I've seen the video I'm posting at the bottom of this blog post one time before, and now that it's come across my stream again, I want to preserve it here. It brought back some memories and has caused me some reflection on my early use of technology in teaching.
If the broadcast date listed in the comments on the source page of the video is correct, October 8, 1993, when it first aired I was just weeks into my first year of teaching. Within a year, I would have my first email account on the Texas Education Network (TENET - I had to go to a day of training at our local education service center just to get an account) and my first AOL account. Within two years, I would be lugging my personal Macinosh computer up to my classroom, pulling the phone off of the wall and plugging in a modem so my students could begin exchanging emails about the books they were reading with another group of sixth graders down in the Valley.
It would be nice (and easy) to look back and say "I knew what an amazing phenomenon the Internet was going to become and so I was on the cutting edge of integrating technology into education." The truth is, I didn't and I wasn't. I had dabbled in a computer science concentaration in college before switching back to English, but my interest in computers and their practical uses hadn't gone away. Just my interest in programming them!
So, when an opportunity came along to get an email account, it was something new and interesting and it had to do with computers, and I took it. Then, because I was on TENET, I connected with another 6th grade teacher who wanted her students to exchange "litterary letters" via email with other 6th graders. Another opportunity had arrived, and this time my students got to benefit. They would have a much more authentic audience for their writing than just me. I guess I was in the early stages of technology and Internet integration when I arranged that opportunity for my students, but it's funny I don't remember thinking it was any more of a big deal than using any other tools at my disposal for enhancing my students' learning. It was exciting, though, to realize that we were communicating with another classroom half-way across Texas (Texas is a big state!) via a computer and phone line rather than through postal mail.
Over time, I tried to find ways to integrate technology in my teaching here and there. Students took computer classes in our one computer lab most of the day, so squeezing my kids in for computer time was always a challenge! Each time I used technology, I did it because it made sense; because it extended opportunities for learning. Because it was natural to me. The day we got an Internet connected computer in our classroom was exciting beyond belief for me; I plopped kids in front of that thing every chance I got! Although it's obvious now that we owe our students educations rich in quality technology experiences because that is the way of the world, when I think back to my motivations for using computers in the classroom in the 1990s, I used them because they were THERE. They were a tool to enhance learning. Anything that enhanced learning made sense to me.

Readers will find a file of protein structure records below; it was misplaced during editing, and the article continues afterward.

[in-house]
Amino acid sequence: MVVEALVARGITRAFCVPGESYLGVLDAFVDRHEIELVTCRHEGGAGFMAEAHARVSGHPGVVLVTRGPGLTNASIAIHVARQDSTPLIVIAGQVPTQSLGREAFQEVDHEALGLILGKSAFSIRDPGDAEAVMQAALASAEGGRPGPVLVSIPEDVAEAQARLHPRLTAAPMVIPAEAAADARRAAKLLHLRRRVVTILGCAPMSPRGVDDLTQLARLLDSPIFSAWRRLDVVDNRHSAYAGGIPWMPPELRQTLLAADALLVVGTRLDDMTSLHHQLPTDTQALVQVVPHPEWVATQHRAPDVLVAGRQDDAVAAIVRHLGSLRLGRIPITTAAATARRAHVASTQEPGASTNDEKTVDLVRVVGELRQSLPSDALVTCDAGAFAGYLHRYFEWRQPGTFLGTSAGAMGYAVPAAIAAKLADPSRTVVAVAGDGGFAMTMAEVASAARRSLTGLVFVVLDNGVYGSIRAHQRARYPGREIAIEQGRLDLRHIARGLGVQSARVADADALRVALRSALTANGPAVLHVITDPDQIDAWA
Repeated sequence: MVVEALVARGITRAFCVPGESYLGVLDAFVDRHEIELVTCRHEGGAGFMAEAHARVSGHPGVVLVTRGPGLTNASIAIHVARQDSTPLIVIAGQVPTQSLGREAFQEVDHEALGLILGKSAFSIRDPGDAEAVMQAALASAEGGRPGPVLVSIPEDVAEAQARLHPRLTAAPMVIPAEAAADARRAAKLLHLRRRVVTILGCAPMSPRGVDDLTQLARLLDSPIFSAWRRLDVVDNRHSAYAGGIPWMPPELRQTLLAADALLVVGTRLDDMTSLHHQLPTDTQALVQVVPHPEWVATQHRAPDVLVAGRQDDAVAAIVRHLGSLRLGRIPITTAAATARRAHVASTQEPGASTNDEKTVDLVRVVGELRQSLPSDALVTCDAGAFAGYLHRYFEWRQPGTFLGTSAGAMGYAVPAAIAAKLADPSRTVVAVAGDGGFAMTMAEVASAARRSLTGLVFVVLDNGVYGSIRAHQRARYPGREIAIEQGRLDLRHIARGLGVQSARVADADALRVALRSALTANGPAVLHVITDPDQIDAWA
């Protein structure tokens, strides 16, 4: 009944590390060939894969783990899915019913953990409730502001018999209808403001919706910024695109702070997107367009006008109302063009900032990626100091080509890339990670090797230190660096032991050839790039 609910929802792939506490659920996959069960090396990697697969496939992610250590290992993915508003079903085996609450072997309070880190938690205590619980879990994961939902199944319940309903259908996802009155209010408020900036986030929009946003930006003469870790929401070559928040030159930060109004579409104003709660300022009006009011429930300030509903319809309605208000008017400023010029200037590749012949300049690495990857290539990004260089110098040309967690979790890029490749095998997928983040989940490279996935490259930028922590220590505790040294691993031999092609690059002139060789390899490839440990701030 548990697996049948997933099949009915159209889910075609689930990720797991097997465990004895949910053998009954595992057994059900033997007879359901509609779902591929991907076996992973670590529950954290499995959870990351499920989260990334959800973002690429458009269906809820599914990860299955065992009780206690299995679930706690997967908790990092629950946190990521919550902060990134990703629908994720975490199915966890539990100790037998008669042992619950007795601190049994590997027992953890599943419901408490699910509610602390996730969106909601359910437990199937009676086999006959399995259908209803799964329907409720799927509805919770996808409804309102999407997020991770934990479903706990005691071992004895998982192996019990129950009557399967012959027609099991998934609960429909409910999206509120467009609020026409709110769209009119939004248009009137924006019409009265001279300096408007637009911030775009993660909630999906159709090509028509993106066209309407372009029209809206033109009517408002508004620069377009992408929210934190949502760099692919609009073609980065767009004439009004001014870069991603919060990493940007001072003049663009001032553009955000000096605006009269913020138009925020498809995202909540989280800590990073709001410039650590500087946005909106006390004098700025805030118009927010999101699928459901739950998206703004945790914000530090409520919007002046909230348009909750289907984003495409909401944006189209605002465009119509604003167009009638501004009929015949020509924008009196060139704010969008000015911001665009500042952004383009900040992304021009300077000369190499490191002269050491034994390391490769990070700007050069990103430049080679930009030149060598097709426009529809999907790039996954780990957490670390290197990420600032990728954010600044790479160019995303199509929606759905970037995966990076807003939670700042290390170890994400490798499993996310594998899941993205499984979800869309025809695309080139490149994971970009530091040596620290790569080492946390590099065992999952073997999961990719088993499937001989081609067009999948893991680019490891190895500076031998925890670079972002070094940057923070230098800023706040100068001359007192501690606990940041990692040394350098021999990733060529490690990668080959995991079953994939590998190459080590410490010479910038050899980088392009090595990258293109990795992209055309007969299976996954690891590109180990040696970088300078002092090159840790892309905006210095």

I am still amazed in 2010 to run across examples where educators do not think using technology in their teaching makes sense. It really, really should not be that hard. I'm encouraged by the themes of collaborative and project based instructional design with technology emphasized as a TOOL that I am seeing on my networks and in the literature, including readings for my masters degree. Hopefully the instructional design approach, rather than the technology integration approach, will bring technology tools back to being used because they make sense and they are there, and not because we "have to integrate them".
This was supposed to be a short post to preserve a video I didn't want to lose track of again! Obviously, the video stirred up quite a bit more thought and reflection. Take six minutes to walk down memory lane (or history lane depending on your age) with the video below. I invite you to leave a comment on what memories it brings back for you, education related or not!
(As an aside, I wish the Internet were still as clean as it is described in the video!)
First Report On The Internet - CBC Prime Time News - Amazing videos are here